My home studio and desk tour (2023)

My home studio and desk tour (2023)

Behind-the-scenes look at my video gear for YouTube plus my desks, storage, and studio accessories.

People contact me all the time asking about the gear I use to produce YouTube videos and what hardware I use for photo and video editing at my desk. I posted a video on this topic back in 2021, but since then a lot has changed. Here's a rundown of all the major things I now use in my home office/studio setup.

Disclaimer: This post and video is sponsored by Flexispot. Check out their storefront on Amazon for all the different standing desks they offer.

Camera and lenses

Canon EOS R5 and RF 24-70mm f/2.8 L
Canon EOS R5 and RF 24-70mm f/2.8 L

My main video camera is (still) a Canon EOS R5. I considered upgrading to an EOS R5C, but the lack of IBIS was a deal breaker for handheld still photography. I thought owning both an R5 and R5C was a bit much, so for now I'm sticking with the R5 and continuing to record long-form video externally to an Atomos Ninja V (so the R5 doesn't overheat and can record for longer than 30 minutes without shutting off).

I only use RF lenses now (sold all my EF glass). The RF 24-70mm f/2.8 is my main lens for just about everything. Whenever I need to shoot something close-up I use the RF 85mm f/2 Macro. Not my favorite lens (autofocus is dreadfully slow), but it creates nicely detailed, sharp product images and b-roll. I'd like to switch to an RF prime once Canon (hopefully) releases new models in 2023.

For videos, I typically mount a 82mm 1/8 glow mist filter to the front of my 24-70. This filter helps soften highlight roll-off, adds a little extra glow to practical lights, and takes some of the digital edge off. I like the lighter touch of the 1/8 filter, for its effect isn't as noticeable as the 1/4 option.

I record video on the Atomos Ninja with the R5 set to C-Log 3, BT.2020. I use this color space because the Atomos Ninja doesn't work well with Cinema Gamut. I then color grade footage in either Premiere or DaVinci Resolve using my Canon C-Log Exposure Correction LUTs. These LUTs conform the BT.2020 footage to Rec.709 and help save valuable time when editing.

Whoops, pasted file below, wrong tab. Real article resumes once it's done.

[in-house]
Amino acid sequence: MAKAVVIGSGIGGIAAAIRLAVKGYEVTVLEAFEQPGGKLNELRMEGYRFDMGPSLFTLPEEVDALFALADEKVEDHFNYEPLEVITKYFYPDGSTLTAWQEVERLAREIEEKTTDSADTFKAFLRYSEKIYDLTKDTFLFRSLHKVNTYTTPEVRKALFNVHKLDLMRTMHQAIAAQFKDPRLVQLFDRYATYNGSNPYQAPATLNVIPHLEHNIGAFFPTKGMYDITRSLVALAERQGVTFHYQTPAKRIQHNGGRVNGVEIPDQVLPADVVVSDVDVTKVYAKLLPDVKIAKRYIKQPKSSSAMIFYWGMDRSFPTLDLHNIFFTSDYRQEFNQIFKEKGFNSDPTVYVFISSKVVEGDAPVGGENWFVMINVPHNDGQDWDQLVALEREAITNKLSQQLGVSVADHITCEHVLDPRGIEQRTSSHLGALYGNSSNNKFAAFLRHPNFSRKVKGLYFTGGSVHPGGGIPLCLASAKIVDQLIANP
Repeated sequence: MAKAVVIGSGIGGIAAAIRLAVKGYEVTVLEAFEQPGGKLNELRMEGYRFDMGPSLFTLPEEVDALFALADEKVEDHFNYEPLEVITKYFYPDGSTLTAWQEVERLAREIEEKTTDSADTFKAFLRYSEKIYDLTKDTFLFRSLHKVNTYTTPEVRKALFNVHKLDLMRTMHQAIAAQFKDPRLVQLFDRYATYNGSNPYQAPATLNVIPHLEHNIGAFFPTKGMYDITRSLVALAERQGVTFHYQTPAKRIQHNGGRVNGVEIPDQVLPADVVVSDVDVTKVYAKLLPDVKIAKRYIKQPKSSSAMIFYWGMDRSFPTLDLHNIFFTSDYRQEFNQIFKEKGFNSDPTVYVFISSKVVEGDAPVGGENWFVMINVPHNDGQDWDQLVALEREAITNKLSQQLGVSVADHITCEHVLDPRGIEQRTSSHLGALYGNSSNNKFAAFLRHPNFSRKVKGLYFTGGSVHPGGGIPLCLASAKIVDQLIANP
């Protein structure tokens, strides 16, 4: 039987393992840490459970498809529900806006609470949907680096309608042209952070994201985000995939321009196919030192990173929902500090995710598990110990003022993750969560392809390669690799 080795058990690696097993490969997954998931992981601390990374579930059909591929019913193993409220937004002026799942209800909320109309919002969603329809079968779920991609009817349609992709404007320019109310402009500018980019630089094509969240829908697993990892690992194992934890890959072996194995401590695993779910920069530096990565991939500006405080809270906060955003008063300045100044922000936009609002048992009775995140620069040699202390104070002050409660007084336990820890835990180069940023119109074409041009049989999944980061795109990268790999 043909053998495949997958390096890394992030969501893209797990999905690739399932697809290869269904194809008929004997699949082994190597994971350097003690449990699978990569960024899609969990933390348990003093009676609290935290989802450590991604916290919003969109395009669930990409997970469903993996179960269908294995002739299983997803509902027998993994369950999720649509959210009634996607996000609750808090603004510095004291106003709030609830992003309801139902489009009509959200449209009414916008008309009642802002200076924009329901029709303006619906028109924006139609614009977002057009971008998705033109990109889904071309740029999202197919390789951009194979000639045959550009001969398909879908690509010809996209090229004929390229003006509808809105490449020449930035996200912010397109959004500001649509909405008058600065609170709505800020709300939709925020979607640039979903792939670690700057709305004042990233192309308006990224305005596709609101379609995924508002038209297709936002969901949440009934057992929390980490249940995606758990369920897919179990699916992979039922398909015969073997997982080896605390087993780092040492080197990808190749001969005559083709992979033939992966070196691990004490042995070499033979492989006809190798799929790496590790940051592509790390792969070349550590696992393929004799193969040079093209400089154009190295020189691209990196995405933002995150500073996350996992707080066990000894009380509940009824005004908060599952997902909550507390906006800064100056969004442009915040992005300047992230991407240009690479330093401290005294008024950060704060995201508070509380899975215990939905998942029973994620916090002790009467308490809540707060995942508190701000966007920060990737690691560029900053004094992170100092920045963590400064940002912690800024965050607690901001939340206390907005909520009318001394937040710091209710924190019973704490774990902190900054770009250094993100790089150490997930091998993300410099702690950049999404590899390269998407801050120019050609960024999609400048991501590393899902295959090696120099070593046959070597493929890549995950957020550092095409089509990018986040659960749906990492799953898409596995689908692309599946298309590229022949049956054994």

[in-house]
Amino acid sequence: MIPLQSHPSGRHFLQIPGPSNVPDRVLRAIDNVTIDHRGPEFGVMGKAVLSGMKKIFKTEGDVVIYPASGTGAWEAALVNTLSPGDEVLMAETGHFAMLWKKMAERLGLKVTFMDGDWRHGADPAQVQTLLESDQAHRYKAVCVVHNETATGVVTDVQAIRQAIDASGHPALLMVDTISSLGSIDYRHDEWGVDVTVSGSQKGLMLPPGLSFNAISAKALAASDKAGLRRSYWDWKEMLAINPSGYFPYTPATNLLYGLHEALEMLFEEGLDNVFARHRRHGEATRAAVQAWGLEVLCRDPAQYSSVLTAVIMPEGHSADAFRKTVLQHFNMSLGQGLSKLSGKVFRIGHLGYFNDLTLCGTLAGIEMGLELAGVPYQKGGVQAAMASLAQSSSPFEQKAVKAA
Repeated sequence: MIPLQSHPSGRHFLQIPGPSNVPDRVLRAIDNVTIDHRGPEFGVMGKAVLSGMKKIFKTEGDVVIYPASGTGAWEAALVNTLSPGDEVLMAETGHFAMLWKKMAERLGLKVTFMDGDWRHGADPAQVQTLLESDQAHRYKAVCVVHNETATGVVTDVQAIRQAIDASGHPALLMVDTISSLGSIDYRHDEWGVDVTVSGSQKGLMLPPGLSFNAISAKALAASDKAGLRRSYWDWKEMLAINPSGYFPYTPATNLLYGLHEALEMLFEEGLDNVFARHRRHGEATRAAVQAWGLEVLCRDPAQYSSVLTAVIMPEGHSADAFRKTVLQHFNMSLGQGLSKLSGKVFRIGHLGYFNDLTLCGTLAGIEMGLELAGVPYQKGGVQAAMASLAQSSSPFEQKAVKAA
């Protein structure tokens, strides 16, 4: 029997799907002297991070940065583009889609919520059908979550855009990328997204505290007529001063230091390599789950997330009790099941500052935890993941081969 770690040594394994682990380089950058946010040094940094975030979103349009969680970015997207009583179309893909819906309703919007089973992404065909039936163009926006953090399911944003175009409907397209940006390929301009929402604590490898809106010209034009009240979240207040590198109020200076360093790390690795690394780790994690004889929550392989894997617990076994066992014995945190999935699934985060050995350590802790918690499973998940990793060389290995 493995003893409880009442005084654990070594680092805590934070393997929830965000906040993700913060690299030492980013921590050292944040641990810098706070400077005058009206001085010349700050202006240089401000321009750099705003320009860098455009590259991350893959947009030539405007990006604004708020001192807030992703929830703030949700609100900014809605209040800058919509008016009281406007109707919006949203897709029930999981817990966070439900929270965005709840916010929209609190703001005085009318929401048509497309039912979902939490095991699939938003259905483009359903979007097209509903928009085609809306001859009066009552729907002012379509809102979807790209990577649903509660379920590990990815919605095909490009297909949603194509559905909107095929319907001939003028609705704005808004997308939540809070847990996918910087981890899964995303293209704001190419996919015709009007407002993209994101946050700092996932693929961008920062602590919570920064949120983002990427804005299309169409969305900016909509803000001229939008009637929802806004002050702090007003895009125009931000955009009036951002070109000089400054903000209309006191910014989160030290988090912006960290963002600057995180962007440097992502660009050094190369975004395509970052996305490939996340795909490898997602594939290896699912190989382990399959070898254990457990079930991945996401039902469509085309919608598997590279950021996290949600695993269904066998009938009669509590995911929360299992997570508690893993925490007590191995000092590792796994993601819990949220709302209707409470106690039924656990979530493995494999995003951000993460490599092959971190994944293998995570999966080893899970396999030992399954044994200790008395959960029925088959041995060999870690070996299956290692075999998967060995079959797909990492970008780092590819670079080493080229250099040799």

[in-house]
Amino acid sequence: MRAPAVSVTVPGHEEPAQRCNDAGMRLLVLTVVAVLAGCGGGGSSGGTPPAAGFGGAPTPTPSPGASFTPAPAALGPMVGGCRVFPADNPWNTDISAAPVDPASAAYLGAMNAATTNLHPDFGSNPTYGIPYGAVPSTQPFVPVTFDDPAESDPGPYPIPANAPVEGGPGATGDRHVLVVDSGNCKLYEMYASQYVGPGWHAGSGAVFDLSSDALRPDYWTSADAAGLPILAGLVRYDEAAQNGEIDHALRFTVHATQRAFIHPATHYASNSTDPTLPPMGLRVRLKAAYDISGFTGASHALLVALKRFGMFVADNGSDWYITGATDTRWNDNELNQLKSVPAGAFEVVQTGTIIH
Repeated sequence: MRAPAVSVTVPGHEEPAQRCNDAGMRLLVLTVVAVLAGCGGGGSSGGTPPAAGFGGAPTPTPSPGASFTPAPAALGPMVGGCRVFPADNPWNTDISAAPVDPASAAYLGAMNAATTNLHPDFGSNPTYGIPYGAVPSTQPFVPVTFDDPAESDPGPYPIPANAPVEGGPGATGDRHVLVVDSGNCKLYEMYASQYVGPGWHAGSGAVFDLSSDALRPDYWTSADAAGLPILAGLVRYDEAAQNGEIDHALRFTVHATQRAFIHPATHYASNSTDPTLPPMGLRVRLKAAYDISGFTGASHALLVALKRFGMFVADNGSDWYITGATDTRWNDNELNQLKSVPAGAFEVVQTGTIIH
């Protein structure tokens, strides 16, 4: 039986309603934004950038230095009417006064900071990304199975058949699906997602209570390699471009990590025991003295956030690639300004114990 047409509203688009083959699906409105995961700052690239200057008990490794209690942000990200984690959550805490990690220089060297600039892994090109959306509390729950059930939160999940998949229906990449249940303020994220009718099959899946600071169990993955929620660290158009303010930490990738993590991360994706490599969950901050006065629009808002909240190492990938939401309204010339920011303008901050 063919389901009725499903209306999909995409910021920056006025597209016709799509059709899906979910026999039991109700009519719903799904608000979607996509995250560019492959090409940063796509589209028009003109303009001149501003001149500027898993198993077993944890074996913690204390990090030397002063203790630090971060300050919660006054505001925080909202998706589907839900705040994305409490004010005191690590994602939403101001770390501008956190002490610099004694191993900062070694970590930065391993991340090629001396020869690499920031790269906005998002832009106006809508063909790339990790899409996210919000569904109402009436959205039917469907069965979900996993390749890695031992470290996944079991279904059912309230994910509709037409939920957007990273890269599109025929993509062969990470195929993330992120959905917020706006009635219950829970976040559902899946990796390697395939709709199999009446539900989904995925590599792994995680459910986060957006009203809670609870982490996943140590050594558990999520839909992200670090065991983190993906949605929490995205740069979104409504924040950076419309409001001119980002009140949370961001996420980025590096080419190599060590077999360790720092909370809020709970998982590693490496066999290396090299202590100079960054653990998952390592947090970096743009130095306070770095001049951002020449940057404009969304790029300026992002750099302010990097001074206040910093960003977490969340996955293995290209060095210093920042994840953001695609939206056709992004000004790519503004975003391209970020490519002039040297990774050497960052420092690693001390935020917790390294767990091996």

Adjustable height desk

Flexispot standing desk in my home office

For years I used a glass table my wife and I bought nearly twenty years ago as my desk. I never really liked it, but it did the job. Last month I finally ditched the old table and upgraded to a proper standing desk made by Flexispot (the sponsor of this post and video). I'm using this 78x30" model which comes with a bamboo top, white metal legs, and a programmable control panel.

The desk automatically lifts and lowers and rises high enough for a six-foot-four guy like me. I typically spend about half my time sitting, half standing. I love having the option of both, for I can stand to help rejuvenate my energy and alertness, then sit when my feet and legs get tired.

Desk hardware and accessories

My M1 Max Mac Studio

I use an Apple M1 Max Mac Studio with 32GB RAM and 1TB internal storage for all my photo and video editing. I wish I had paid a little more for 2TB of storage, but I'm getting by okay with external drives. The M1 Max is notably faster than the M1 Mac Mini I had before; especially when editing 4K h.265 video (no longer need to create proxy files). Photo editing feels more or less the same unless I'm editing big, multi-layered PSDs in Photoshop.

My monitor remains the BenQ SW271C. Still a great 4K, hardware calibrated display. I especially like how the display can switch color spaces between P3, Adobe RGB, Rec.709 and sRGB. This allows me to use P3 when editing raw photos, Rec.709 when editing video, and sRGB to check images and graphics produced for the web. Main downside of the SW271C is a gargantuan base, which I replaced with this monitor mounting arm.

On top of my display is a BenQ ScreenBar Plus, a minimal LED light fixture that casts soft ambient light onto my desk. I love how simple and clean it is, for it doesn't take up any desk space (unlike a desk lamp), and it also has adjustable brightness and color temperature.

Other notable desk hardware includes an OWC ThunderBay 8 for local photo and video storage, a Logitech MX Master 3 mouse, and a TourBox Elite. My speakers are made by Kanto with matching 9" stands to get the speakers higher towards ear level.

Work table for video